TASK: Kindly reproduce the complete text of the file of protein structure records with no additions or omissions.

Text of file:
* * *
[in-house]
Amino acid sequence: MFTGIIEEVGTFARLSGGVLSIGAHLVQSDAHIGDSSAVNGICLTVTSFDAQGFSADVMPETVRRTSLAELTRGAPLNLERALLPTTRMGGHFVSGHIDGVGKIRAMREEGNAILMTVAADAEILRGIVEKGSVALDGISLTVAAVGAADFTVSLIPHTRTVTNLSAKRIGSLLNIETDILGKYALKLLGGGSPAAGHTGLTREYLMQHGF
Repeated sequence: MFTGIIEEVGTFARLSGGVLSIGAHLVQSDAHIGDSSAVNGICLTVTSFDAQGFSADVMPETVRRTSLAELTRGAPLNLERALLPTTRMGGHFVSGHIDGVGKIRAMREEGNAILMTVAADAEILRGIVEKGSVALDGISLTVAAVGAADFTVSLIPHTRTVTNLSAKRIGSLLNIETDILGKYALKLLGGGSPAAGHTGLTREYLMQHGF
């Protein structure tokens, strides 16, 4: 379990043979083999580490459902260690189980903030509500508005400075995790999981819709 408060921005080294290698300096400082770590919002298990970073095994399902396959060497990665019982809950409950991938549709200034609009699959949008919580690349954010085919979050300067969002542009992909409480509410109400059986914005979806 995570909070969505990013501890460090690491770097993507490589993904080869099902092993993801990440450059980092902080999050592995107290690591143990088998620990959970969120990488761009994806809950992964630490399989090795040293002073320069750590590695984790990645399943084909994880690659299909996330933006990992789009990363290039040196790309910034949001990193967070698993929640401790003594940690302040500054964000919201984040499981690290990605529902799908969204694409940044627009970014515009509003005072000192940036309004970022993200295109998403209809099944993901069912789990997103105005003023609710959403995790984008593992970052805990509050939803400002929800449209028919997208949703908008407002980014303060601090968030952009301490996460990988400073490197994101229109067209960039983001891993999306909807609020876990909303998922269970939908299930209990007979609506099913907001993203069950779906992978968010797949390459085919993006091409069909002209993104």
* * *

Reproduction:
[in-house]
Amino acid sequence: MFTGIIEEVGTFARLSGGVLSIGAHLVQSDAHIGDSSAVNGICLTVTSFDAQGFSADVMPETVRRTSLAELTRGAPLNLERALLPTTRMGGHFVSGHIDGVGKIRAMREEGNAILMTVAADAEILRGIVEKGSVALDGISLTVAAVGAADFTVSLIPHTRTVTNLSAKRIGSLLNIETDILGKYALKLLGGGSPAAGHTGLTREYLMQHGF
Repeated sequence: MFTGIIEEVGTFARLSGGVLSIGAHLVQSDAHIGDSSAVNGICLTVTSFDAQGFSADVMPETVRRTSLAELTRGAPLNLERALLPTTRMGGHFVSGHIDGVGKIRAMREEGNAILMTVAADAEILRGIVEKGSVALDGISLTVAAVGAADFTVSLIPHTRTVTNLSAKRIGSLLNIETDILGKYALKLLGGGSPAAGHTGLTREYLMQHGF
């Protein structure tokens, strides 16, 4: 379990043979083999580490459902260690189980903030509500508005400075995790999981819709 408060921005080294290698300096400082770590919002298990970073095994399902396959060497990665019982809950409950991938549709200034609009699959949008919580690349954010085919979050300067969002542009992909409480509410109400059986914005979806 995570909070969505990013501890460090690491770097993507490589993904080869099902092993993801990440450059980092902080999050592995107290690591143990088998620990959970969120990488761009994806809950992964630490399989090795040293002073320069750590590695984790990645399943084909994880690659299909996330933006990992789009990363290039040196790309910034949001990193967070698993929640401790003594940690302040500054964000919201984040499981690290990605529902799908969204694409940044627009970014515009509003005072000192940036309004970022993200295109998403209809099944993901069912789990997103105005003023609710959403995790984008593992970052805990509050939803400002929800449209028919997208949703908008407002980014303060601090968030952009301490996460990988400073490197994101229109067209960039983001891993999306909807609020876990909303998922269970939908299930209990007979609506099913907001993203069950779906992978968010797949390459085919993006091409069909002209993104």